Cheers friends! This week George Clooney and his business partner Rande Gerber are planning to venture into mezcal. An outdated law in Vermont is stopping bartenders from infusing their own spirits.And Pernod isn’t losing sleep over the agave shortage. Last but not least Tales gets new owners. Prost!
What’s this world coming to? Scotch whisky brand Monkey Shoulder just unveiled a giant, 2,400 gallon cocktail shaker. To shake, it requires a truck. The shaker is called The Monkey Mixer and it’s going on the road! “Monkey Shoulder’s US ambassador, Seb Derbomez, and brand associate, Tobias Schopf, will serve a cocktail called the Mixed Up Monkey straight from the machine’s chute.” Someone please go to one of their events and tell us about the cocktail!
Tales of The Cocktail Finds New Leaders
After stumbling from controversy to controversy last year, Tales finally announced some good news. The Advocate reports: “Gary Solomon Jr., head of the local production company the Solomon Group, and Neal Bodenheimer, proprietor of the cocktail lounges Cure and Cane & Table, have completed the purchase of Tales of the Cocktail from its founders, Ann and Paul Tuennerman.” The potential deal was first announced last December.
The company has been restructured as a non-profit, and is reportedly focusing on giving back to the New Orleans community. “We don’t want to totally shake up what works, because there’s a lot that works really well,” says Bodenheimer. “But the big issues, the why-are-we-here questions, I think you should feel a difference this year.”
Clooney and Gerber Launch Casamigos Mezcal
Last year, George Clooney and Rande Gerber made headlines for selling their Casamigos tequila brand to Diageo for almost one billion dollars. This year, they’re making headlines for producing a mezcal. Neat Pour reports “The new spirit will debut in April with a MSRP of $60 for a 750ml bottle…Apparently, Clooney and Gerber didn’t get the memo about agave sustainability issues in Oaxaca; they plan to release several more mezcals in the future.”
The mezcal is said to be more fragrant than smokey and the traditional method of using a horse to pull the tahona grindstone will be employed. “The bottles are also handmade meaning no two are exactly the same.” As good as it is that mezcal and tequila are getting more worldwide attention, there’s a very fine line to walk between exploiting farmers and supporting them. Mexico’s agave crop is isn’t in a particularly healthy state right now and one should think long and hard about whether a new mezcal brand is really necessary.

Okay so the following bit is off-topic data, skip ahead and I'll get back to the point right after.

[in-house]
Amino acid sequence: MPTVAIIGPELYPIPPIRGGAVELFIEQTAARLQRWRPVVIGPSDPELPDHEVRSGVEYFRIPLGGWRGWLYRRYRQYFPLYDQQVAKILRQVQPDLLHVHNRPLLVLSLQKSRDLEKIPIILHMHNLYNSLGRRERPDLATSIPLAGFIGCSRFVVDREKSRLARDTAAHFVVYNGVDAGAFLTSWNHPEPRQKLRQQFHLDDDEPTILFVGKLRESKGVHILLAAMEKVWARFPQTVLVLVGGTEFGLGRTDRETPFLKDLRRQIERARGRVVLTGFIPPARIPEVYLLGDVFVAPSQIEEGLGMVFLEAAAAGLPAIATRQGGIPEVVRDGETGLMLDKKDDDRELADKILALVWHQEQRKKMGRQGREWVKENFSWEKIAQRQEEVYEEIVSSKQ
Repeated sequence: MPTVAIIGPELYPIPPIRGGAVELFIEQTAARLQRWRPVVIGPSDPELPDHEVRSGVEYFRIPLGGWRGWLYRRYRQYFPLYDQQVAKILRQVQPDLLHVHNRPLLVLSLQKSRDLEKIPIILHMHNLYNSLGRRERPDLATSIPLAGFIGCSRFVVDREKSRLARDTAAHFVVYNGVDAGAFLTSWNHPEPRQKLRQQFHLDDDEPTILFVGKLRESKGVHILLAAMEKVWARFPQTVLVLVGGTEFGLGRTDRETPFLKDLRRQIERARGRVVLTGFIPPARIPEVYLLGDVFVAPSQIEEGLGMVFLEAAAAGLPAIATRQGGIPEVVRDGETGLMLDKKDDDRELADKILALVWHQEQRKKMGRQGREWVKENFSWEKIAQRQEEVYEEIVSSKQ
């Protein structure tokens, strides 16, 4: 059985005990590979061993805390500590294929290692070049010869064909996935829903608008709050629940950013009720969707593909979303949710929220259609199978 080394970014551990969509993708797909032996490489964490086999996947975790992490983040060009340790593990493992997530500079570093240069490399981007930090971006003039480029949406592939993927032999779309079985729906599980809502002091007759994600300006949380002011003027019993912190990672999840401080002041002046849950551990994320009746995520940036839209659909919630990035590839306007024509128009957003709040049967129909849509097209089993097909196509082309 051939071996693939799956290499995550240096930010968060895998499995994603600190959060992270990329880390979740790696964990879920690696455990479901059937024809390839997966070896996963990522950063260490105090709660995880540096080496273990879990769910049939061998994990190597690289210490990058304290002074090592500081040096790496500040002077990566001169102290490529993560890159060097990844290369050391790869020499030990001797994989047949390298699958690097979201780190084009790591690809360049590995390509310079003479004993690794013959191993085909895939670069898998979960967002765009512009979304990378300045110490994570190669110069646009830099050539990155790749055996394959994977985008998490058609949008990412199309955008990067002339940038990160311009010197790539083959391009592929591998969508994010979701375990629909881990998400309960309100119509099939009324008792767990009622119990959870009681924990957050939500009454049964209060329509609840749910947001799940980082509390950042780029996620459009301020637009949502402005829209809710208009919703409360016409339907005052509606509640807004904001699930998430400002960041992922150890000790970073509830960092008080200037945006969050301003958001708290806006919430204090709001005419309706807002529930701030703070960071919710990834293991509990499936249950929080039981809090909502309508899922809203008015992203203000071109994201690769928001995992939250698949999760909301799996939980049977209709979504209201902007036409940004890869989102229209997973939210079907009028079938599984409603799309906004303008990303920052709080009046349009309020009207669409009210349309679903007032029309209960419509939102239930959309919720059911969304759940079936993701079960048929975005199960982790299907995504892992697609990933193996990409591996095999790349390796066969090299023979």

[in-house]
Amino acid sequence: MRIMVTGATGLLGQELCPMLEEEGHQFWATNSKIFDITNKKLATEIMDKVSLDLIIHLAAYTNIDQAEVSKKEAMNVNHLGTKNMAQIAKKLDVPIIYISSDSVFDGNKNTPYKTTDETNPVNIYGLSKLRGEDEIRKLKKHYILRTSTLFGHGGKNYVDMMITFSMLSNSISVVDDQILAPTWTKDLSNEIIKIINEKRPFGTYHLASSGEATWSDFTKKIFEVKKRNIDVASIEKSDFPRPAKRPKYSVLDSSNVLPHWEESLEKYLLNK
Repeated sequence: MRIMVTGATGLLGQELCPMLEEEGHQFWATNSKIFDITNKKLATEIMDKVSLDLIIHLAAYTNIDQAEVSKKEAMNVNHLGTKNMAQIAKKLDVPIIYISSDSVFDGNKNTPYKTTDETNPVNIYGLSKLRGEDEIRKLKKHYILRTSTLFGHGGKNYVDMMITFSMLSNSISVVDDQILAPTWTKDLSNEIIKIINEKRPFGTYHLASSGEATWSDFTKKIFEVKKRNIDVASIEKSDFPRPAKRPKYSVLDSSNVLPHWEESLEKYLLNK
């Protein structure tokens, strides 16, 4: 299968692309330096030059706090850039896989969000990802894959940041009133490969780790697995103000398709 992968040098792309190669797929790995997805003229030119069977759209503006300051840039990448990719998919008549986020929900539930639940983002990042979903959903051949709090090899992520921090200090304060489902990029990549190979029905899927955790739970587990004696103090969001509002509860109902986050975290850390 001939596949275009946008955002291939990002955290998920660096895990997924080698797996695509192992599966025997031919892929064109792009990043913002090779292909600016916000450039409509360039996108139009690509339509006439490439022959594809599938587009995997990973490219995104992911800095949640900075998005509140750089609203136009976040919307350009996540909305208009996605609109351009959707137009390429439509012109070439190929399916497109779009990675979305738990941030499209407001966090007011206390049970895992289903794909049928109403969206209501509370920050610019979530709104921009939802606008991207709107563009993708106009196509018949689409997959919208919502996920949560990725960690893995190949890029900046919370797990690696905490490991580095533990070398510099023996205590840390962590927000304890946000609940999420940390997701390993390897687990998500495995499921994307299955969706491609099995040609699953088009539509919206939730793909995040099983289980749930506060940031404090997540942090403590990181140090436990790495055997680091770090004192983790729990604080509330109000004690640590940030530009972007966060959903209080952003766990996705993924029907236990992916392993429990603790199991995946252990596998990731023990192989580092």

Vermont’s ‘Outdated Law’ Sees Bars Fined for Serving Infused Spirits
A local news site is reporting that a petition has begun circling in Vermont. Started by bartenders, it demands a change to an old regulation that they say keeps them from infusing their own spirits and showcasing their creativity. For example, “El Gato [bar] was recently fined $510 by the state for putting peppers in their tequila. That’s illegal under current Vermont rules which ban businesses from changing liquor and then putting it back in a bottle.”
Obviously, the regulation was passed to prevent bartenders watering down their spirits, swapping in cheap liquor, or creating concoctions that could make their patrons sick. Not all hope is lost, though “The Department of Liquor Control says they’ve already started talking to the Bartender’s Guild about ways that the regulation might be updated in the future.”
Pernod ‘Not Losing Sleep’ Over Agave Shortage
Another agave topic today: The Drinks Business reports that “Pernod Ricard’s chief executive, Alexandre Ricard, isn’t losing sleep over the current agave shortage, despite the fact that it’s putting pressure on tequila prices.” Ricard says “With the current agave shortage the price of agave has soared, which is putting pressure on margins and the reaction has been to raise prices but we’d prefer a shortage to an oversupply. We need to remain focused and increase our prices where we can but I’m not losing sleep over it. We’ve invested a lot in tequila over the last few years with Altos and Avión, which we recently fully acquired. Mezcal is buoyant and an up-and-coming category and we’re happy with its performance.”
We wonder just how high agave prices have to get before Ricard stops sleeping through the night.
Hotel Bars are Outshining the Tiny Cocktail Lounges They Helped Create
Last week, Vinepair published an article describing how hotel bars are beginning to overtake the tiny, speakeasy cocktail bar – at least in places like New York and London. Author Eamon Rockey takes the reader through some cocktail history, rightly starting off with Dale DeGroff. The reasoning behind the thesis is as follows: “Many establishments with strong followings and longstanding reputations for quality are struggling. New, ambitious bars often close within a year or two.
Rapidly soaring rents plus heightened competition mean it isn’t enough to simply serve a good cocktail anymore.” Most of these problems are lessened if you run a hotel bar. “It is a tragedy to imagine a future where privately owned exciting cocktail lounges are in the minority, overshadowed and outmuscled by well-funded hotel groups. But hotel bars are also our past. One model is not more “authentic” than the other. These days our coupes runneth over, filled to the brim with history and progress, all in one drink.”